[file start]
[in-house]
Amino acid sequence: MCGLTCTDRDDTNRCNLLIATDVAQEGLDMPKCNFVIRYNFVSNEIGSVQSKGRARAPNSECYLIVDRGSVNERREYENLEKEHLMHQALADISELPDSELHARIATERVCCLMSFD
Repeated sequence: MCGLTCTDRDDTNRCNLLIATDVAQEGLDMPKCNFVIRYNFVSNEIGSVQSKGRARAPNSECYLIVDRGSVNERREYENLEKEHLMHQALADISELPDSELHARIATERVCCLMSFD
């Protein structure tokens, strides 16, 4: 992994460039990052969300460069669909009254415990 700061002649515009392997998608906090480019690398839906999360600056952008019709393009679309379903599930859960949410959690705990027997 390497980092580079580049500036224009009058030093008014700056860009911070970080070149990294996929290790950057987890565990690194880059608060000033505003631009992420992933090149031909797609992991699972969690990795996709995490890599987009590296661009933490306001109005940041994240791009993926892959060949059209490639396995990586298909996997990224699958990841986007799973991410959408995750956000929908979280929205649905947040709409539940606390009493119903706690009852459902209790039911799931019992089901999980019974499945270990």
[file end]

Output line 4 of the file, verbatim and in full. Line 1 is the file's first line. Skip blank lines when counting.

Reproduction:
């Protein structure tokens, strides 16, 4: 992994460039990052969300460069669909009254415990 700061002649515009392997998608906090480019690398839906999360600056952008019709393009679309379903599930859960949410959690705990027997 390497980092580079580049500036224009009058030093008014700056860009911070970080070149990294996929290790950057987890565990690194880059608060000033505003631009992420992933090149031909797609992991699972969690990795996709995490890599987009590296661009933490306001109005940041994240791009993926892959060949059209490639396995990586298909996997990224699958990841986007799973991410959408995750956000929908979280929205649905947040709409539940606390009493119903706690009852459902209790039911799931019992089901999980019974499945270990």